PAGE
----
Retrieving Information From Memory: Spreading-Activation Theories Versus Compound-Cue Theories

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Abstract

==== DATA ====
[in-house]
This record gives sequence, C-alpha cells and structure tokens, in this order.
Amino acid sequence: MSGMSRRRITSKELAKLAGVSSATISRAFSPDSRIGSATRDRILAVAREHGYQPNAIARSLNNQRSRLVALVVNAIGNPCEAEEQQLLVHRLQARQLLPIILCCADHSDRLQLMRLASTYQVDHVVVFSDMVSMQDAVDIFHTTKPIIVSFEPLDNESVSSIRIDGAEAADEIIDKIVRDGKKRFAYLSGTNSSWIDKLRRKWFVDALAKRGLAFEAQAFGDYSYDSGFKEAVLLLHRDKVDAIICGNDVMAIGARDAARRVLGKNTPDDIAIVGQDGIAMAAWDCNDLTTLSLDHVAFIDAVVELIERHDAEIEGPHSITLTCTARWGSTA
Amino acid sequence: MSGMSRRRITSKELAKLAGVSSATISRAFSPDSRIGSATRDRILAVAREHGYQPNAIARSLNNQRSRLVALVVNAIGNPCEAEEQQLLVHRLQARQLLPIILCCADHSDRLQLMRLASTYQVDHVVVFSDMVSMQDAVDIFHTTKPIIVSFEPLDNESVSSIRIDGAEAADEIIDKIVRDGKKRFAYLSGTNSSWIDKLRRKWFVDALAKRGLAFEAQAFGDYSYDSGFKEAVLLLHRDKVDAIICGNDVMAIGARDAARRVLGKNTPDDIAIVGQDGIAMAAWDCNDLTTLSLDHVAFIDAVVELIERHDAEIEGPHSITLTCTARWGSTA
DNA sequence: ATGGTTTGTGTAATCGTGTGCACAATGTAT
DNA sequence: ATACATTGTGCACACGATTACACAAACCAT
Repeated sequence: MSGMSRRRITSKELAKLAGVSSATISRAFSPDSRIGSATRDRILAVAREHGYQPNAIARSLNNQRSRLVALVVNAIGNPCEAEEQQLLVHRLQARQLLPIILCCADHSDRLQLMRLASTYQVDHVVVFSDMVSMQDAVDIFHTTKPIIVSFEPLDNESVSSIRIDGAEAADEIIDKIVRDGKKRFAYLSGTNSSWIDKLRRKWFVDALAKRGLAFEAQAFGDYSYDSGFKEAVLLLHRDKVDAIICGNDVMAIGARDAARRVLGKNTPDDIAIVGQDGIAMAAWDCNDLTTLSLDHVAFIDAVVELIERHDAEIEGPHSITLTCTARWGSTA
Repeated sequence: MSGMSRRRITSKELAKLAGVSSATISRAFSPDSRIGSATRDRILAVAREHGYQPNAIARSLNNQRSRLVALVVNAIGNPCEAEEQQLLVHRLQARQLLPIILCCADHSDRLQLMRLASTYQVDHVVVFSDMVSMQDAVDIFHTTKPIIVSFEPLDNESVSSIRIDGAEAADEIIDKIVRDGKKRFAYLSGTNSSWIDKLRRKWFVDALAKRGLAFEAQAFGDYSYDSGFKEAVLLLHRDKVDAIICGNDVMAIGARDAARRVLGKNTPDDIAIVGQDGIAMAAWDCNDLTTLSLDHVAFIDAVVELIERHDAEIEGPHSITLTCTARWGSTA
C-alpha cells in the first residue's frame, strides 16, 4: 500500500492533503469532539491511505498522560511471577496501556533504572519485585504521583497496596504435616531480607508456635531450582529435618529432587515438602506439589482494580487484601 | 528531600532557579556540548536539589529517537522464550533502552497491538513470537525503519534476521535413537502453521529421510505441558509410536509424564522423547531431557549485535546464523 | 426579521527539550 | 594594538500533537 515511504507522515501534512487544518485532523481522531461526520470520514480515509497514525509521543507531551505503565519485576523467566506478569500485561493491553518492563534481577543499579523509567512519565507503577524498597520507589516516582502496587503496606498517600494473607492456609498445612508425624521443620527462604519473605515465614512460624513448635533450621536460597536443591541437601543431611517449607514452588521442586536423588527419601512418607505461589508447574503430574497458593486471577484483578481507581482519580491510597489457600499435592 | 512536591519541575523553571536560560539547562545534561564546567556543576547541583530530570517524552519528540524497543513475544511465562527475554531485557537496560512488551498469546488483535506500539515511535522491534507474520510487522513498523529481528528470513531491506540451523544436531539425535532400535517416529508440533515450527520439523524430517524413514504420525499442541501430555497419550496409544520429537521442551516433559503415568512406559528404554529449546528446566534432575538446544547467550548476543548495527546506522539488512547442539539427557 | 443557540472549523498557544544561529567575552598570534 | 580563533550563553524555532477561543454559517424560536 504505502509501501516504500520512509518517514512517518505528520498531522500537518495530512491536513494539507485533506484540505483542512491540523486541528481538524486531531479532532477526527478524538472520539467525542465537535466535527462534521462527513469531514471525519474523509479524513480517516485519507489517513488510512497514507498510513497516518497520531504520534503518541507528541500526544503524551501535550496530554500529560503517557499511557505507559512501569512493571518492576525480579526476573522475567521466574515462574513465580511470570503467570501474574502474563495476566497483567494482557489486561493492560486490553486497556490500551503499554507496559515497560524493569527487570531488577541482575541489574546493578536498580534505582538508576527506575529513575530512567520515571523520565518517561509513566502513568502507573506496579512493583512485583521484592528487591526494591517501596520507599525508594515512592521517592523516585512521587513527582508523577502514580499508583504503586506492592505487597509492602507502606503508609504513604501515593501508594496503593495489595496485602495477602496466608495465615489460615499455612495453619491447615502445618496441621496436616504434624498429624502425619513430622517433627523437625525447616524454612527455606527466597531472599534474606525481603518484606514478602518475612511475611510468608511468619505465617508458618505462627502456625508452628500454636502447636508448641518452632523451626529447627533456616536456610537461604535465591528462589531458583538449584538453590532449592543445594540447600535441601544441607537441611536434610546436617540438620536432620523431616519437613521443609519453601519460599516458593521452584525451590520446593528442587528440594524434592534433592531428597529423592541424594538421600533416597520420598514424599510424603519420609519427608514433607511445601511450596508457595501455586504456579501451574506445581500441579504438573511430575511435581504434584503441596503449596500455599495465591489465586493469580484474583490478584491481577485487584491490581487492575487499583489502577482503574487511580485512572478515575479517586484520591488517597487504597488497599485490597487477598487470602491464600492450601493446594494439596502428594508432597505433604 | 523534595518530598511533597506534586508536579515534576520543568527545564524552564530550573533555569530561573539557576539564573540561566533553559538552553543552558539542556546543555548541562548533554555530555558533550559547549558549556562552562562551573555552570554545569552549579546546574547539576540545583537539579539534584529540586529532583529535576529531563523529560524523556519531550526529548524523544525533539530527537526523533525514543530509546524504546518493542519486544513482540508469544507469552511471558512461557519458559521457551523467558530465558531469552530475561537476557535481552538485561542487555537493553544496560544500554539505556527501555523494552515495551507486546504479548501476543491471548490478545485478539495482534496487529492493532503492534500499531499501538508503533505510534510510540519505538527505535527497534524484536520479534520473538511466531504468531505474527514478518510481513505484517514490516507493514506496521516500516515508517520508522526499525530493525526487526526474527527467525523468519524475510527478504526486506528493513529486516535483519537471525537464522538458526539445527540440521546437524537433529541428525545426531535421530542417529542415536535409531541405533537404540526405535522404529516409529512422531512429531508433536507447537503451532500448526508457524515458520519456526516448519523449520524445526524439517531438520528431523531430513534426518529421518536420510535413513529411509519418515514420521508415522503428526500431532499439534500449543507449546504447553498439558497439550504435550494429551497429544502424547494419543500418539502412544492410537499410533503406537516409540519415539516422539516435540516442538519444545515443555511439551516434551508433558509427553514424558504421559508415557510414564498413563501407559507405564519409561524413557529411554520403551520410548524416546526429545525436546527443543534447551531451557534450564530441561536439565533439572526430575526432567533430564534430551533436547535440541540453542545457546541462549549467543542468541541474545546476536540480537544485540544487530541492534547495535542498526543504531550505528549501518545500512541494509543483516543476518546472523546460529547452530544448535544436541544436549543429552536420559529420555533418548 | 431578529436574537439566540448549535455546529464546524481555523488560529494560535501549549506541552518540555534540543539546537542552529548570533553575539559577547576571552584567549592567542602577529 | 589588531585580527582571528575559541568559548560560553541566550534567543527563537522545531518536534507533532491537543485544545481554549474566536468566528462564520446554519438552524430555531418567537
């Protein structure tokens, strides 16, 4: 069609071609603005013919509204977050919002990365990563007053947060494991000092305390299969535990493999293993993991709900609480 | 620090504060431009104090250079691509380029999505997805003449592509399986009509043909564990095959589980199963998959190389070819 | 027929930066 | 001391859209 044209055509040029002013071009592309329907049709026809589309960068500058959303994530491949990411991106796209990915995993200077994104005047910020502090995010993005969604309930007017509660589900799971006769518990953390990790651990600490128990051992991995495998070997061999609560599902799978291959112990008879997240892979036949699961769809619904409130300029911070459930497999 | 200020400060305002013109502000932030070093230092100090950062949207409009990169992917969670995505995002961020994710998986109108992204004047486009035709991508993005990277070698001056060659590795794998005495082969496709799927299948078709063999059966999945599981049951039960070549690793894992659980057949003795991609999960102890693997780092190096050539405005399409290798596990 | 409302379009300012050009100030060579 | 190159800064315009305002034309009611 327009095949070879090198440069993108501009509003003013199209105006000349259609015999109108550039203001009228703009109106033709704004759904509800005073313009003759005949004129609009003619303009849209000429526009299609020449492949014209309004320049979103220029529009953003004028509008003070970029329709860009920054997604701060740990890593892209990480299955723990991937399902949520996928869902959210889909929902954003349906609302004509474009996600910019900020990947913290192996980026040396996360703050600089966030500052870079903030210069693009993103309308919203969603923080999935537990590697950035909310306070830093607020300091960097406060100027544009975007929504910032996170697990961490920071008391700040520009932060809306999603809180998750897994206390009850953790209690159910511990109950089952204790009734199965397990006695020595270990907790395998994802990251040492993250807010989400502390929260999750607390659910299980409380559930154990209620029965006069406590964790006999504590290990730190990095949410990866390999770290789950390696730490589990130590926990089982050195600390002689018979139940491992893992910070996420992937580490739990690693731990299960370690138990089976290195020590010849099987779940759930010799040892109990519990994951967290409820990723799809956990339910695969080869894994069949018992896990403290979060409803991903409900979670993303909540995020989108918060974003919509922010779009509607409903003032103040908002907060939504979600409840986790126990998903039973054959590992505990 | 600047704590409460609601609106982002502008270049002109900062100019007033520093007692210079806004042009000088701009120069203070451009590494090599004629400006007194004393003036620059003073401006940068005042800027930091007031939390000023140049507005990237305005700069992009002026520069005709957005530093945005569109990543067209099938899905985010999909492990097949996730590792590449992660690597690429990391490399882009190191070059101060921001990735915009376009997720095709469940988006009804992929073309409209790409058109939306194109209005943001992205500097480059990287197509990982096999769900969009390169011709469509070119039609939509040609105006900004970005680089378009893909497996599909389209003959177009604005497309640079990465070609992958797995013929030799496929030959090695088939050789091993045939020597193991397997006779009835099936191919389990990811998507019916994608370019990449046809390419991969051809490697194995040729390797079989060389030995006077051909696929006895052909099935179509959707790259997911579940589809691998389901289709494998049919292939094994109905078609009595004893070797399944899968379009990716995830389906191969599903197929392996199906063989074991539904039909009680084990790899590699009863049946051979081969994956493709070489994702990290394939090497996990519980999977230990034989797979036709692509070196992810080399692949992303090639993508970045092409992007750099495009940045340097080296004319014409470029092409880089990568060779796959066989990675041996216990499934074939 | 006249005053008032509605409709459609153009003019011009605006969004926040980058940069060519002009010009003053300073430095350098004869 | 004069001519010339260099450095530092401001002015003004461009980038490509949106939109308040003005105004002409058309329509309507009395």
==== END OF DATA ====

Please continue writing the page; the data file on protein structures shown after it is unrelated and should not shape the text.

McNamara (1992a) attacked compound-cue theories on a number of grounds. Using free association as a measure of distance between concepts in memory, he argued that compound-cue theories cannot explain mediated priming effects. The authors show that free-association production probabilities do not accurately predict priming effects, either directly or in the context of current spreading-activation models, and so remove the basis for McNamara's criticism. McNamara also claimed that compound-cue theories cannot account for the sequential effects of items that precede a target on responses to the target, but the authors show that sequential effects are consistent with compound-cue models if the target item is weighted more heavily than preceding items in the calculation of familiarity that determines response time and accuracy for the target. It is concluded that, although compound-cue and spreading-activation theories are both consistent with available data, the compound-cue theory, having less freedom, has passed more stringent tests.

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